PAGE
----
I don’t have many memories of you as my father. When I was very young and you were still married to Mum, you were always away with the Merchant Navy. As I got older, you and Mum split up and you moved in with your parents; my grandparents. This was probably the only time in my life when I saw you on a regular basis and we spent some great weekends sailing and hunting together. You taught me how to fire a shotgun and raise a sail although I have by now totally forgotten how. You even trusted me to sail the dingy back and forward to your yacht on my own while other kids my age where not. I always felt proud and trusted whenever they looked at me in envy.
I spent a great deal of time with my Grandfather when I was young. I used to go and spend my weekends at his house being totally spoilt and listening to some of the stories he would tell me when we were alone – or at least when my Grandmother was out of earshot. The stories he told me from his youth in Oldham and his years of running a shop in Birkenhead were always enthralling but I think my favourites were from the war. It always makes me laugh when I watch Only Fools And Horses on the telly because every time Uncle Albert mentions the phrase; “During the war…” everyone would run for cover fearing another of his war-time stories. I was the complete opposite and could listen to my Grandfather for hours.
I only ever write on here when I have something to write about. I don’t get guilty if I haven’t written anything for a while, I just sit back and wait until something comes along which I feel the need to wax lyrical about. It seems, though, that more and more it is somebody’s death which sets the brain in motion – such is the case with Roger Lloyd-Pack. Which, funnily enough, I didn’t even know was his name as he has always just been “Trigger” from Only Fools and Horses. Other than playing a part in The Vicar of Dibley, which I have never watched, I can’t remember him being in anything else. However, after checking, I find he has been in more programmes, films and stage productions than you can shake a stick at – including just about every genre from Catherine Tate to Shakespeare.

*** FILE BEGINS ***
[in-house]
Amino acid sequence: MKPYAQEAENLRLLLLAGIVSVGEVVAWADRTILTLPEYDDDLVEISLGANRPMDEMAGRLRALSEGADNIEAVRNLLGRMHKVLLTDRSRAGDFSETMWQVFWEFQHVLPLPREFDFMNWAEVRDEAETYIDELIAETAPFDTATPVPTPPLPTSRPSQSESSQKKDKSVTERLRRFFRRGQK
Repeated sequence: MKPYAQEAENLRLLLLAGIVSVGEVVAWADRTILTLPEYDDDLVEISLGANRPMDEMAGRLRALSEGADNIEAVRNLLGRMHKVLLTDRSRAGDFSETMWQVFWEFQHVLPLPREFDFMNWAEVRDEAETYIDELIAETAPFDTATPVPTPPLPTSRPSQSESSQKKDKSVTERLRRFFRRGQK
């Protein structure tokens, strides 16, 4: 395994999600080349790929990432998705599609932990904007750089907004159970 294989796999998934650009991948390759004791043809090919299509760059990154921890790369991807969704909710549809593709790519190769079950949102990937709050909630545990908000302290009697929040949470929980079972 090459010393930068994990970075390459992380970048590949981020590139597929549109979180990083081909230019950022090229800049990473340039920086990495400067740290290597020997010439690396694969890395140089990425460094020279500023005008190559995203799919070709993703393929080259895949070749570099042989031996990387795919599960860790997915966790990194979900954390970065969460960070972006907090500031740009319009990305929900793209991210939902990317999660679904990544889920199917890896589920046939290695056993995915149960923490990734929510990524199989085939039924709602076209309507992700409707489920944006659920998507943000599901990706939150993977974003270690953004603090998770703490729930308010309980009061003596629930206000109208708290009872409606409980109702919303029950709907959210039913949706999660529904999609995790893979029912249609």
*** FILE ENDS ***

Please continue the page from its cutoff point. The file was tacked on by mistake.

I hate Christmas. Maybe hate is too strong a word but I don’t like it anywhere near as much as I used to when I was young, although I bet most people feel the same. Christmas as a child is exciting; presents you actually enjoy playing with; not socks and slippers. What is the preoccupation with foot presents when you get over a certain age? Even worse is those people who buy you soap, deodorants and perfume. What are these people trying to tell me?
I have just finished watching the Life of Pi and I have to say what a brilliant film it is. How the computer people can come up with CGI graphics of that quality is beyond me. In fact, it was quite distracting to begin with because I kept looking for ways of catching them out – looking for some kind of blemish in their work which would give away the fact it was not a real tiger. I could find none. This did not spoil the film for me but the film itself has left me with a feeling of wanting to know more. What did the author of the book, Yann Martel, or the director of the film, Ang Lee, mean with the ending of the story? Is there more to it than you originally think and what of the religious overtones?
I was greatly saddened this week by the news of Lou Reed’s death. I have been a fan for a number of years, in fact right from the very first time I heard “Walk on The Wild Side”. I think that and Coney Island Baby used to be on Arthur Murphy’s playlist for the peaceful hour back in the day. I loved those songs and then a few years later went out and bought his “Live in Italy” album and that was it I was hooked. Simple songs played on two guitars, bass and drums as only Lou Reed could. The band he had at around that time of Fred Maher, Robert Quine and Fernando Saunders seemed to match exactly what Lou was doing. He sounded great with these guys because I think they were all pretty much on the same wavelength; the same way that Neil Young never sounds quite the same when he is not playing live with Crazy Horse. I think I must have worn that Live in Italy CD out, the number of times I played it.